Experts Share Best Practices for Integrating EVP into DE&I Recruitment

by Tim Plamondon

group-of-successful-multiethnic-business-team.jpg_s=1024x1024&w=is&k=20&c=yeaDtJU-h3TKfS8FbmUVaq946eWSk3vCN2BLrr0YPFo=-min

Today’s employers and recruitment marketers face a unique challenge – creating an effective and engaging diversity, equity & inclusion (DE&I) recruitment strategy that includes employee value proposition (EVP). As DE&I becomes more important in the workplace, organizations must develop a plan for integrating EVP into their DE&I recruiting efforts.

That's why it was valuable for recruitment marketing experts Patty Silbert of Aspirant, Michelle Krier of ClearEdge Marketing, and Jacquese Brown of Cielo Talent to share their best practices for applying EVP within a successful DE&I recruitment program during the RPOACON 2022 Recruitment Marketing Panel. This post is a summary of their discussion. 

Silbert started the discussion by saying that employers need to take their employee value proposition (EVP) and put it into team members' fingertips, but only sometimes do so. From an RPO perspective, when RPOs place teams within organizations, she asked, "Do we understand [the organization's] value proposition? Are [RPO teams] part of that brand and able to live that brand in many ways?"

She observed that when applying the EVP, people often fragment it because they don't necessarily feel it fits globally in some ways.

How Does EVP Serve a Diversity Strategy As a Whole?

Brown has seen data at every stage in every industry that shows applicants primarily look for authenticity and honesty. "Nobody wants a bait-and-switch scenario," she said. 

To create an authentic and honest EVP, Brown said that it's imperative to ensure your EVP is true, well thought out, and reflects the organization. 

She said that a well-thought-out EVP that genuinely reflects the organization creates consistency across all platforms and lets the candidates know what they're getting into. Brown has observed many scenarios where the EVP is prominent in one ad, but the website reflects an opposite experience for the candidate. As a result, candidates drop off. 

When it comes to signaling candidates what to expect while working for the company, she shared that your EVP needs to reflect what's happening inside your organization. According to Brown, this approach lets potential candidates know what's up within the organization and matches current employees' experiences. 

She emphasized that when employers react to what a particular employee audience wants and adjusts their career website page or another web page to match that ' wants-of-the-day,' current employees might push back and say that's not our experience working here. From this approach, she added that companies will always be in reactive mode, trying to repair what was said or done. 

How to Create an Authentic EVP

Krier explained that today, with the importance of DE&I, communicating an authentic EVP is vital. The EVP should align with the organization’s DE&I goals. The panelists gave their best practices for creating an authentic EVP. 

Brown reiterated that honesty is the best practice. "When companies are transparent and saying that 'we are on a [DE&I] journey and this is how we plan to get there.  We want to do XYZ, and look what we've already started.' Those are the organizations that get more engagement," she said. "It is the ones that do not communicate where they are at and where they are going who are having the most challenges engaging candidates." She recommends that if the message is aspirational, "say that or say that 'we're looking to make some changes or we're looking to move that needle.'" The Cielo guide to localizing your EVP states that at least 70 percent of your EVP should correctly reflect your organization's offering, and 30 percent of your EVP should reflect your organization’s aspirations.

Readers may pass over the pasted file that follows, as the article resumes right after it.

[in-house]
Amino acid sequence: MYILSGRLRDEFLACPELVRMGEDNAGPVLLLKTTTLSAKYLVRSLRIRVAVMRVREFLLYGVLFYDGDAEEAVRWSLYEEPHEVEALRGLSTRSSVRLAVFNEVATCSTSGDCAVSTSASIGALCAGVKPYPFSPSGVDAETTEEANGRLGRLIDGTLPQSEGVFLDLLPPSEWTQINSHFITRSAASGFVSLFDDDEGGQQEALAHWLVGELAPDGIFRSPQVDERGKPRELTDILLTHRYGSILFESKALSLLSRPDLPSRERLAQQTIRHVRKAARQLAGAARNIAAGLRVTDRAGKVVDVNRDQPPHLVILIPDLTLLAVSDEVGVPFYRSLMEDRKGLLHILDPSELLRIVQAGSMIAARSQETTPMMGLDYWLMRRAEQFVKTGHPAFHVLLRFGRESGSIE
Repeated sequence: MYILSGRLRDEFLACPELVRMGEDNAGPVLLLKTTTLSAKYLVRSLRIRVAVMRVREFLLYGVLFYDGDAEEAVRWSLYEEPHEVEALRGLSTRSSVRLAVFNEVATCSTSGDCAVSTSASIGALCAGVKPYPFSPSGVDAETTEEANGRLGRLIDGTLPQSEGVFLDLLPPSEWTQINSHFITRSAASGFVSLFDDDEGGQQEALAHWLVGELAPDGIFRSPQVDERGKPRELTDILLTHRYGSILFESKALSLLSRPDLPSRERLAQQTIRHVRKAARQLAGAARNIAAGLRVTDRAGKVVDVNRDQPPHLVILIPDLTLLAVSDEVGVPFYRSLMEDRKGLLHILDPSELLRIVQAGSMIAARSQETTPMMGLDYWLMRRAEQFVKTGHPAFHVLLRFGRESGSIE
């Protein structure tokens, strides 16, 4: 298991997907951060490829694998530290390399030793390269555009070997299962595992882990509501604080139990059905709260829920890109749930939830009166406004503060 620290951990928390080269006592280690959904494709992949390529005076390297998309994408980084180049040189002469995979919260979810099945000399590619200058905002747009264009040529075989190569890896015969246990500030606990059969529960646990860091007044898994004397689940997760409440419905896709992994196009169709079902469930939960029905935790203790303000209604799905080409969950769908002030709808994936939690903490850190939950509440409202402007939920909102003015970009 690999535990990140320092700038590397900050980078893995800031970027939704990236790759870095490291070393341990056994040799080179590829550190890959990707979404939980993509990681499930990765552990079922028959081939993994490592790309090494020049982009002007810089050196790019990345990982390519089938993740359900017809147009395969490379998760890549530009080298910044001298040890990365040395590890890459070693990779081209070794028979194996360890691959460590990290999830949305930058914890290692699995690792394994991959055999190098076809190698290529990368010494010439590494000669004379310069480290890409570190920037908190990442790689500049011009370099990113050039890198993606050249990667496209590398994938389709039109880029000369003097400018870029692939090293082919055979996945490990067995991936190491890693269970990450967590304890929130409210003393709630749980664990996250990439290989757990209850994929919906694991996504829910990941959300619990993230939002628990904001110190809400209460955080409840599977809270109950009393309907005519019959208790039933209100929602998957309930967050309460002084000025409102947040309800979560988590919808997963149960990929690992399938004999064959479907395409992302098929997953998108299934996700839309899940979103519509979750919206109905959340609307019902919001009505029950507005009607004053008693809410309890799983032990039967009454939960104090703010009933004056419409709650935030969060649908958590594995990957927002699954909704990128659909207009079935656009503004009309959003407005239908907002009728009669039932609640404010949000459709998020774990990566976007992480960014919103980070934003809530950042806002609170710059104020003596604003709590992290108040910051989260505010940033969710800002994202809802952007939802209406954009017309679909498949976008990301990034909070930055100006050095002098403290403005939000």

Silbert observed that authentic messaging boils down to crafting messages that truly resonate with your target audience. Her best practices for crafting your message goes as follows: 

  • A portion is about your brand.

  • A portion is about your jobs.

  • A portion is about the great things and product services your organization is doing.

Krier emphasized segmenting your candidates with market research is needed to get the whole picture of candidates. Before launching any new campaigns, recruitment marketers need to find out the following:

  • What are candidates looking for?

  • What are their motivations?

  • What are their needs?

  • What are their pain points?

How to Integrate Your EVP Throughout the Employee Journey. 

Silbert shared that EVP originated as a strategy for the front end of the recruiting process. She asked Krier how organizations are extending it throughout the employee experience.

Krier said that she's seeing a lot of forward-looking organizations ensuring that their EVP is embedded in every stage of that process. She observed that these companies ensure the EVP shows up in the interactions between recruiter and candidate, the language they use in follow-up touch points, the content they're creating, and the onboarding experience.

To broaden your knowledge about integrating your EVP into your DE&I recruitment and more, visit the 2022 RPOA Conference on demand to watch the whole discussion. 

No Items Found!

Become an RPOA Member
New call-to-action

RPO Academy

Search and access free RPO ebooks, webinars, research reports and more

Browse Content
Blog Template Academy Image

RPO Leadership Forum

Browse and access RPO webinars by top industry leaders on-demand

Browse Webinars

iCoCo Marketplace

Find and connect with technology and service providers that are part of the iCoCo partner community.

Find Providers